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How to get over a cold, according to the Germans

How to get over a cold, according to the Germans
Herbal tea, infused baths and natural ointments are all common remedies in Germany. Photo: Depositphotos/KucherAndrey
It’s the time of year where many of us can expect to get the sniffles. From onions in socks to some rather unique teas, here are some of the most tried and true remedies in Germany.
In general, Germans are very concerned about their health…as well as yours. 
Prepare for friendly passers-by to remind you to wear your scarf or advise you on the perfect type of tea to help with that runny nose.
 
Here’s a rundown of some other home remedies you may be recommended while in Germany. 
 

Tea

The first German line of defense against colds is usually tea. Brews of all kinds will be prescribed to you by doctors and neighbours alike. Garlic tea, ginger tea, elderberry tea, thyme tea, lime blossom tea and onion tea are all preferred for colds and flus. The extra liquid is meant to help lubricate irritated mucous membranes, and the herbs are believed to soothe coughs or sore throats. 

Onions

Onions aren't used just for brewing unappetizing tea: you'll find they are often the holy-grail of cold treatment. Whether placed inside your socks, chopped up on a bedside table, or diced and mixed with honey or sugar to create cough syrup, it seems that if you cough in Germany, the onions will soon follow. 

Scarves

Another incredibly important protection measure against colds in Germany, scarves are a must-have. At the slightest hint of a sniffle, Germans will reach for their holy (and wooly) body armour. Keeping your neck covered is an essential part of maintaining your health. If you dare to leave your house with a bare neck in the winter months, grandmothers will likely stop you in grocery store aisles to scold you. 

Photo: DPA

Neck Wraps

Hot or cold “neck wrappings,” or Halsumschläge, are also common methods of treatment. A German dairy product (similar to a fresh cheese or yoghurt) called Quark should be applied at room temperature on a cloth around your neck for a cure. Meanwhile, boiled, unpeeled and slightly mashed potatoes or onion peels are the go-tos for hot wraps.

READ ALSO: The German words you need to know as flu season begins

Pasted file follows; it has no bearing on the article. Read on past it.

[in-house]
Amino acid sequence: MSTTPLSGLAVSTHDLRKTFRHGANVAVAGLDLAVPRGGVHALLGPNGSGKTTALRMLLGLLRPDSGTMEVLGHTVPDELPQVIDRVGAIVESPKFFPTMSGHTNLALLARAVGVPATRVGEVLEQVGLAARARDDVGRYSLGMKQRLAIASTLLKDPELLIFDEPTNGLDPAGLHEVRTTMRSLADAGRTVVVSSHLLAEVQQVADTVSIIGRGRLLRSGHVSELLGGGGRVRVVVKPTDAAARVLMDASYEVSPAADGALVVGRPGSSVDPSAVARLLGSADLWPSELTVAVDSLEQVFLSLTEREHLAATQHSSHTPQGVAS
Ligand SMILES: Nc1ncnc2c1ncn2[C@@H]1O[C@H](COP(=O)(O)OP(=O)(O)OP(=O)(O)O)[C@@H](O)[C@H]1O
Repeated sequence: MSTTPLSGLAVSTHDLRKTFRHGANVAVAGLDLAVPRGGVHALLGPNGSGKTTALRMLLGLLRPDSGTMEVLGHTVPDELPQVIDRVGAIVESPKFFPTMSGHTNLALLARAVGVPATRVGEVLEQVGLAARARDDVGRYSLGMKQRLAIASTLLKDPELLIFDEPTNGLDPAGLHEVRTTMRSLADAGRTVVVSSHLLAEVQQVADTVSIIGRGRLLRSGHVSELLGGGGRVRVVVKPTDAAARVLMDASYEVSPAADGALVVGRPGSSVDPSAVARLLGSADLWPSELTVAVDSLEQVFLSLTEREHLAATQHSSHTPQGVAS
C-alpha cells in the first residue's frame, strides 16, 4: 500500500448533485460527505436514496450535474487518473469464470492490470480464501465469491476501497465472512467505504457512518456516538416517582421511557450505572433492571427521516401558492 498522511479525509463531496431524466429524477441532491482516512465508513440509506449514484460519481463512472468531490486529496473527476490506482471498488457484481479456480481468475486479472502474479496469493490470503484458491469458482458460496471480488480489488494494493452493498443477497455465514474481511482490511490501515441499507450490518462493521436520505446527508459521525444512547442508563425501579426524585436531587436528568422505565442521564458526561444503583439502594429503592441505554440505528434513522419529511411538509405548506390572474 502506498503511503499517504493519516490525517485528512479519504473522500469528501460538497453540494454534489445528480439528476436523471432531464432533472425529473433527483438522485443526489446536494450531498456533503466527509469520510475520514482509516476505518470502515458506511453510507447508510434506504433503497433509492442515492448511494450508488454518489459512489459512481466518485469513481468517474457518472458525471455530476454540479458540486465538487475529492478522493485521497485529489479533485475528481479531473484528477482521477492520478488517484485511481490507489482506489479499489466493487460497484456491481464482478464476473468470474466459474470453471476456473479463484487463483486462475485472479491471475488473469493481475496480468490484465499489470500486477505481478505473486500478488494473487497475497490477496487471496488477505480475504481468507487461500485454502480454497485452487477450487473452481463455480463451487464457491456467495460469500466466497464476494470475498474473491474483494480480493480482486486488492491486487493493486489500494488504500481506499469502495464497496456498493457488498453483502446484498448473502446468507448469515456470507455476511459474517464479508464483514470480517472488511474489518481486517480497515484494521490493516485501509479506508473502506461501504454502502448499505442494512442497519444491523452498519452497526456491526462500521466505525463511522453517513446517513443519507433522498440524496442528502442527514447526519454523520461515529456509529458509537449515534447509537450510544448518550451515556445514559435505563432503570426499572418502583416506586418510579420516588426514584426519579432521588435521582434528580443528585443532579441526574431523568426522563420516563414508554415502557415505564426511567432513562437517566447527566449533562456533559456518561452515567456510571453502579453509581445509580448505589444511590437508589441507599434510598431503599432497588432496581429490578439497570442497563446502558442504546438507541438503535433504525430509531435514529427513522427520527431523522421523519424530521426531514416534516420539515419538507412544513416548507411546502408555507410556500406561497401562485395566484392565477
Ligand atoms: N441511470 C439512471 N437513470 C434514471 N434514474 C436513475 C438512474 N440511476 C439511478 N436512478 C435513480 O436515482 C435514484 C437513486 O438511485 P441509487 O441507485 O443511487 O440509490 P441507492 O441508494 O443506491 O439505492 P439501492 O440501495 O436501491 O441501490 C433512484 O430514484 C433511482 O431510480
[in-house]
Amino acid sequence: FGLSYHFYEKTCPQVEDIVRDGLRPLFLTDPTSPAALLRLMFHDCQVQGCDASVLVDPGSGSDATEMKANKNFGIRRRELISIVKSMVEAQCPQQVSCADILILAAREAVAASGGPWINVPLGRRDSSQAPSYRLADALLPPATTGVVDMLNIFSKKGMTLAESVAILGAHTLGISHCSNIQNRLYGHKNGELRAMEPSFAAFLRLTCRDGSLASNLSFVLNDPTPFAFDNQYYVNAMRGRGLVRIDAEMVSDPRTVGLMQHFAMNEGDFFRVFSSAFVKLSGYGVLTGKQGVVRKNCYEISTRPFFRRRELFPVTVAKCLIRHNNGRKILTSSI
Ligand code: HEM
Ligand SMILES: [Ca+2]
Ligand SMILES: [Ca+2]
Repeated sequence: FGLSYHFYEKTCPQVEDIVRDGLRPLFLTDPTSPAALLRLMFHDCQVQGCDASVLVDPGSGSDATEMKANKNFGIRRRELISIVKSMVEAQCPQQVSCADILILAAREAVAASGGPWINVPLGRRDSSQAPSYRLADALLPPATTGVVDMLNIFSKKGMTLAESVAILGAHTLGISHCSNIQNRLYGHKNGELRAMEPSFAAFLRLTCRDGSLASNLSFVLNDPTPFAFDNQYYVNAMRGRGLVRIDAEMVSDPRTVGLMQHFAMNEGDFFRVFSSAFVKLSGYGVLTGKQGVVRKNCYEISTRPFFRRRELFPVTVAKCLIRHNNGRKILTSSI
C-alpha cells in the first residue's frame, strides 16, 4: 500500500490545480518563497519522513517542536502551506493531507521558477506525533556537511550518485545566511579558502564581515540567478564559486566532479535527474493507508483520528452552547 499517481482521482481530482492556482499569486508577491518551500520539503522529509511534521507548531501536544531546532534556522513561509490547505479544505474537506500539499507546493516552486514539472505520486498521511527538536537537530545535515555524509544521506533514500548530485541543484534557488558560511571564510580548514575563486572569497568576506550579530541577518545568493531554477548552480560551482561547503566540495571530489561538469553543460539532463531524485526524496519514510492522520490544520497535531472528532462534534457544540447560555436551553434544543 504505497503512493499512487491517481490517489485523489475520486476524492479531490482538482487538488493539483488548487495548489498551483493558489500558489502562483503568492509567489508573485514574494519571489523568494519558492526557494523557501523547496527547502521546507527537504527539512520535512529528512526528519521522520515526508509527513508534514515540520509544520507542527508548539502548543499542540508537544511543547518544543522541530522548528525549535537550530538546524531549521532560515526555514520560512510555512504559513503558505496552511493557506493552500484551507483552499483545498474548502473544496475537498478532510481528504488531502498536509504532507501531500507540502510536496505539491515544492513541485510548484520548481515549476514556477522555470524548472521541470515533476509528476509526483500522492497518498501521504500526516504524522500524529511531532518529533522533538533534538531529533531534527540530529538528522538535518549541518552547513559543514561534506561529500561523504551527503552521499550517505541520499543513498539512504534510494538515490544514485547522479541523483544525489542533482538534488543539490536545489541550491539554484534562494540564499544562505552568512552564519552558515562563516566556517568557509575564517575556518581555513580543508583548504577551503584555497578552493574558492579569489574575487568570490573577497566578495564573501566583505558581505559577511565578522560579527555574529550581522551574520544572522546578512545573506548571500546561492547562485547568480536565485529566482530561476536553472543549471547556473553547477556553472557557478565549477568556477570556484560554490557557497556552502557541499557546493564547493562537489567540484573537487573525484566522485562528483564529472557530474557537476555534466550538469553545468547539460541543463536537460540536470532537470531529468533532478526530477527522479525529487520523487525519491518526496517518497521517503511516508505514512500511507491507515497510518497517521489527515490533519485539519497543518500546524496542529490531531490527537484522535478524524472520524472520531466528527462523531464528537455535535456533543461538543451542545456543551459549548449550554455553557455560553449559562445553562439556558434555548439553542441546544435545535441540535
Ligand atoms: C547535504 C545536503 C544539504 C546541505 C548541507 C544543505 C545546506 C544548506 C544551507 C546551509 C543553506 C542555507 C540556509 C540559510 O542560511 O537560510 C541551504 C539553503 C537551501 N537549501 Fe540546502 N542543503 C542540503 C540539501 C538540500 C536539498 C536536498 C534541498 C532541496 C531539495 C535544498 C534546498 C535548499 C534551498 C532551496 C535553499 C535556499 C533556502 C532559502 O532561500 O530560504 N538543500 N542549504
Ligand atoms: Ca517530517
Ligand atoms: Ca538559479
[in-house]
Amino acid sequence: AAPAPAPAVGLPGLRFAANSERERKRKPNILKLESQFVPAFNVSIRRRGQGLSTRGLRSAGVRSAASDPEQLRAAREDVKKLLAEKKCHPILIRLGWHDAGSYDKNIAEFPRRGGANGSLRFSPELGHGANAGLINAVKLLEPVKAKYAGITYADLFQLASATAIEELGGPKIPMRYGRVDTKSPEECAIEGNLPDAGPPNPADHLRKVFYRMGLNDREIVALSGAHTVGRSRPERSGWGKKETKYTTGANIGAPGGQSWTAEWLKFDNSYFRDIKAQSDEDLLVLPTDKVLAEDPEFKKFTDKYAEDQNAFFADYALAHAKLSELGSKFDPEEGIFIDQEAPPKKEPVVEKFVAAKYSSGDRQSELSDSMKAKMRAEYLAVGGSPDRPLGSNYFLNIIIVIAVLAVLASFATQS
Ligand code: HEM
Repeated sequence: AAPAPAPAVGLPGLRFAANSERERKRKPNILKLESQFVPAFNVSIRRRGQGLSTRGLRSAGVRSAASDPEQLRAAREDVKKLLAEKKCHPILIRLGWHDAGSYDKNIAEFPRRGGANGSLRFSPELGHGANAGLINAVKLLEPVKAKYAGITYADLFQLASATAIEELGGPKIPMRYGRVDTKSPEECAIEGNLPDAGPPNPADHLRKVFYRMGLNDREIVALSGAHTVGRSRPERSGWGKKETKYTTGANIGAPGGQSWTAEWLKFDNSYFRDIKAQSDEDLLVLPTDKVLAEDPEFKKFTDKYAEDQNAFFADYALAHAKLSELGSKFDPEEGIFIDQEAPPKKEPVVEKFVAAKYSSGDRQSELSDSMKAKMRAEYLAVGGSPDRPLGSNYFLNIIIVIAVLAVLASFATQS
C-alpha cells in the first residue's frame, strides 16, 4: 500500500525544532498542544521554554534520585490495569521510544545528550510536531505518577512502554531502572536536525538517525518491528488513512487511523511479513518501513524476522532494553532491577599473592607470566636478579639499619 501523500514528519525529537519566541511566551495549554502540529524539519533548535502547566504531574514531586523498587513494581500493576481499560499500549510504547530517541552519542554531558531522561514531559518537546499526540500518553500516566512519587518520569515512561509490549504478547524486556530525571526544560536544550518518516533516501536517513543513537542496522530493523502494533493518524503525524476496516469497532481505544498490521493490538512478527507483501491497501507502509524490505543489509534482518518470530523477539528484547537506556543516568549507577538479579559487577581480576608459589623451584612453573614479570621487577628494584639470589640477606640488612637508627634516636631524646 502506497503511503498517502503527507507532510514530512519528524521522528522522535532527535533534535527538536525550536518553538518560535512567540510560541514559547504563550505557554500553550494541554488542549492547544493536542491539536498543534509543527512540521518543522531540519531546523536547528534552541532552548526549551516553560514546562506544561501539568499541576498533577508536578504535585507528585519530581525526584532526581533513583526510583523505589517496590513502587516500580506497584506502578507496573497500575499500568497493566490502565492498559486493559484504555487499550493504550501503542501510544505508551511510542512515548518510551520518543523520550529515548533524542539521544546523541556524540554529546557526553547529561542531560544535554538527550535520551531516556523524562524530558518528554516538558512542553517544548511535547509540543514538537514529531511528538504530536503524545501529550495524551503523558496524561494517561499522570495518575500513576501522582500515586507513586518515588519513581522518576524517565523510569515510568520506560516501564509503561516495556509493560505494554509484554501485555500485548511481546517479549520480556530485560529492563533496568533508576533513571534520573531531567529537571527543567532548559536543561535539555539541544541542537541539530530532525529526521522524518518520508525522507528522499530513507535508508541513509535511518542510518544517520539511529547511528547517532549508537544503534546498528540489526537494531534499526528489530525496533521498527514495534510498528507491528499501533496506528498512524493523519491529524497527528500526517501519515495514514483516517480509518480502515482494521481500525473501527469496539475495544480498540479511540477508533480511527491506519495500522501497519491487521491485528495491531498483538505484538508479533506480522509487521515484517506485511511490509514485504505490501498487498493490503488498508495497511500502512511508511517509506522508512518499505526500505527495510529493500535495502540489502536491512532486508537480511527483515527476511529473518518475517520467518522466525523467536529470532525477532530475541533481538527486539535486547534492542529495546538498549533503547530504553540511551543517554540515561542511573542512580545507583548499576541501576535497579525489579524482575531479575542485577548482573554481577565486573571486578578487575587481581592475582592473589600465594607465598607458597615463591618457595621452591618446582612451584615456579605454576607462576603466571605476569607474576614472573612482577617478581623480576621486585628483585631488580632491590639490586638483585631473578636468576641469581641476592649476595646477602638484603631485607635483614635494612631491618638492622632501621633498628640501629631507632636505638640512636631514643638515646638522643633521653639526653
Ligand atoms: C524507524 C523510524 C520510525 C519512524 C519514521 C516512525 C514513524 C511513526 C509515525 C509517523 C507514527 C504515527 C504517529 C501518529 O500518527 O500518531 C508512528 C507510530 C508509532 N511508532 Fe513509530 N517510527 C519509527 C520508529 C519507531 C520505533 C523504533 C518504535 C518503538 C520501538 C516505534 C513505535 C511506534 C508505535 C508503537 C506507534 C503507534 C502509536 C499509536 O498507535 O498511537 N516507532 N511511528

Hot Baths

Another method for cold treatment is baths. The bathwater can be infused with eucalyptus, sage or essential oils. But beware: Germans say you should not bathe if you have a fever, because it allegedly adds strain to your already-warm body. But if you do feel feverish, feel free to wrap your calves in cold towels in what is known as a Wadenwickel to lower your temperature quickly… 

Foot Baths

And speaking of legs, foot baths are also advised, especially in the early stages of an illness. Salts or other herbs like eucalyptus can be added to the water. This also goes for nose rinses and throat gargles. Inhaling steam, or warm humid air in general, is also considered helpful.

Extra points if you add other herbs as well. This is usually achieved by pouring hot water into a bowl and, once the temperature is bearable, leaning over it with a blanket over your head to create a steam bath for your face and neck. 

Weather

While all of these remedies aim to help you once you’re already ill, Germans also believe weather plays an integral part in coming down with something.

The German weather service even provides Biowetter” maps for all areas of Germany. They explain what type of illnesses are to be expected depending on the weather.

READ ALSO: Frosty German sayings which will make you a winter wordsmith

Ailments that are tied to weather include everything from asthma and blood pressure fluctuations to more general grievances like concentration problems or listlessness.

But even with all of these strange cures, Germans and Americans are still united on one thing: hot chicken noodle soup with do anybody good. 

Tea vocabulary: Der Ingwer (ginger), Die Salbei (sage), Der Holunder (elderberry), Der Eukalyptus (Eucalyptus), Die Lindenblüten (lime blossoms), Der Thymian (thyme)

 

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